The amount of loans that Wells Fargo wrote off as unpaid during the second quarter totaled $4.39 billion, or 2.11 percent of average loans, up from $3.26 billion, or 1.54 percent, in the first quarter. Nonperforming assets, or loans past due, totaled $18.34 billion up from $12.61 billion in the previous quarter.
"Credit losses rose in the second quarter, as expected, due to the weak economy and higher unemployment in the quarter," said Chief Credit Officer Mike Loughlin in a statement. He added that the San Francisco-based bank expects credit losses and nonperforming assets to increase.
Even so, "we are beginning to see some stabilization in early stage delinquency in the unsecured consumer loan portfolios," Loughlin said, mirroring signs at other banks that have seen similar trends from customers who are between one and three months behind on payments.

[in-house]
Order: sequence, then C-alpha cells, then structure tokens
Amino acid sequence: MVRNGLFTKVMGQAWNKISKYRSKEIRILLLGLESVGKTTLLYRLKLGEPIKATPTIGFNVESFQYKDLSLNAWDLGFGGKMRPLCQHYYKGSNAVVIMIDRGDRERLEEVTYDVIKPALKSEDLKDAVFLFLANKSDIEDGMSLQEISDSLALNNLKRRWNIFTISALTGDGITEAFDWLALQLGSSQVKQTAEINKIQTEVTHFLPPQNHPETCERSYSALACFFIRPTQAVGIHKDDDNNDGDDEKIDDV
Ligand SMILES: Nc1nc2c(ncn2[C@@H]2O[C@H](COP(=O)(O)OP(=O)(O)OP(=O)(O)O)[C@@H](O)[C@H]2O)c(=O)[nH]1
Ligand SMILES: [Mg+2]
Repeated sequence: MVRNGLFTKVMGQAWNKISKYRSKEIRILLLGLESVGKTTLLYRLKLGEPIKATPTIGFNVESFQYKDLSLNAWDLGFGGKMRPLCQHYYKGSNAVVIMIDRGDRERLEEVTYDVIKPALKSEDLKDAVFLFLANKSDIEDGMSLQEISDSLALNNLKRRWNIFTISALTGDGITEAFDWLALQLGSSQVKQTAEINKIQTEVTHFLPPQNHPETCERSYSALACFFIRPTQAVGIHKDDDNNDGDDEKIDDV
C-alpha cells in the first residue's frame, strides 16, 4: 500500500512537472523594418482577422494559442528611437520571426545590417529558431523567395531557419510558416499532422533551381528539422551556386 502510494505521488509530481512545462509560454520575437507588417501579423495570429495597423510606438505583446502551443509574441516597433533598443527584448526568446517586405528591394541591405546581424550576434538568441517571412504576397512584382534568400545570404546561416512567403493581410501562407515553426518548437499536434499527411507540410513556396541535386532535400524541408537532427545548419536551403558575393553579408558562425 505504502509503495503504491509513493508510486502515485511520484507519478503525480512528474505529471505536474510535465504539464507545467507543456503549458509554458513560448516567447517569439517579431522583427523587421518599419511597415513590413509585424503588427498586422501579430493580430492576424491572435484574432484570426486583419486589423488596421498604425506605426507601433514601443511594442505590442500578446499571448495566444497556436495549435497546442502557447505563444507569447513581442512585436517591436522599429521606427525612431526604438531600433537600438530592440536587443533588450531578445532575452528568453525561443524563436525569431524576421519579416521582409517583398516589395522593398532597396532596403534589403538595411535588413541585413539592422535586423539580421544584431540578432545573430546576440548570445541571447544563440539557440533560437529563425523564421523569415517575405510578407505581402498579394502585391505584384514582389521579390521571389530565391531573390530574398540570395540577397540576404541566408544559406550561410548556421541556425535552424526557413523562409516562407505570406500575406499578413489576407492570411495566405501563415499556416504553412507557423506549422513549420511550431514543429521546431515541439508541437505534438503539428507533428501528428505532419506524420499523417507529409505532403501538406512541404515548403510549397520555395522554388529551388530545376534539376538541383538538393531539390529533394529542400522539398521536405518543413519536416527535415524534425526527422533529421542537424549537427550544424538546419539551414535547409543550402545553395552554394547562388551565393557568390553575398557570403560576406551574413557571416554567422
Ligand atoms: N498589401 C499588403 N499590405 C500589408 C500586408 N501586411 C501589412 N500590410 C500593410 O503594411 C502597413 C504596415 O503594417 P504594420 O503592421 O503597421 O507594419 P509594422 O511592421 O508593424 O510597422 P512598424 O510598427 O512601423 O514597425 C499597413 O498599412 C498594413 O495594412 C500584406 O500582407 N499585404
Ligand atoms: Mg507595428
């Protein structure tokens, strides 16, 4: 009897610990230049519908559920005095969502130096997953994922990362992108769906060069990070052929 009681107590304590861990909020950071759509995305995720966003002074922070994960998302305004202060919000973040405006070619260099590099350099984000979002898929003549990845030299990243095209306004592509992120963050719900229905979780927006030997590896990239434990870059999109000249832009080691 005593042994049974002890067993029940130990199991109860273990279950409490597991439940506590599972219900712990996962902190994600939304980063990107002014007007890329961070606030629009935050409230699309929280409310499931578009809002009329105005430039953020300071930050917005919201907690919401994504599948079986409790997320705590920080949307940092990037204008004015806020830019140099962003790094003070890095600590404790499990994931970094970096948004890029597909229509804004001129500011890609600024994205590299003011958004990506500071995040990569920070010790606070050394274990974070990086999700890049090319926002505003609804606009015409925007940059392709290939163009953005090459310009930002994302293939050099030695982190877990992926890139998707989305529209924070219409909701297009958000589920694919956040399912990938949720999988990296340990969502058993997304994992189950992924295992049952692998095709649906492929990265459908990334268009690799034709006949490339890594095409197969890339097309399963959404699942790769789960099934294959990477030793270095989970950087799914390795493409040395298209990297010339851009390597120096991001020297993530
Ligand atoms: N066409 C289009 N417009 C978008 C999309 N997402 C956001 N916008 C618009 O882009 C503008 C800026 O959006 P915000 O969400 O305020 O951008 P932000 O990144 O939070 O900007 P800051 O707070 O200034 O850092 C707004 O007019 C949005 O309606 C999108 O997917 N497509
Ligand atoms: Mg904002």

Credit card charge-offs, or balances determined to be uncollectible, rose $82 million to $664 million in the quarter, as customers who are already at last three months past due continue to miss payments because of rising unemployment and bankruptcies, Loughlin added.
Loughlin reported that Wells Fargo took significant writedowns in the Wachovia portfolio, and was exiting riskier mortgage businesses including Wachovia's Pick-A-Pay loans. Those loans, in which borrowers got low introductory rates and were allowed to defer some interest payments until later years, were a big contributing factor to Wachovia's near-collapse.
The Wachovia deal was one of a series of bank takeovers announced last fall during the height of the credit crisis.
Wells Fargo said it had strong profit from its mortgage-banking business. During the most recent quarter, Wells Fargo originated $129 billion of mortgages — the second highest level since 2003.
Analysts have warned that the increase in mortgage-banking activity is likely not sustainable over a long period of time. They also have raised concerns that Wells Fargo will need to raise more capital to cover potential losses from its real-estate loans, including the loans it inherited from Wachovia.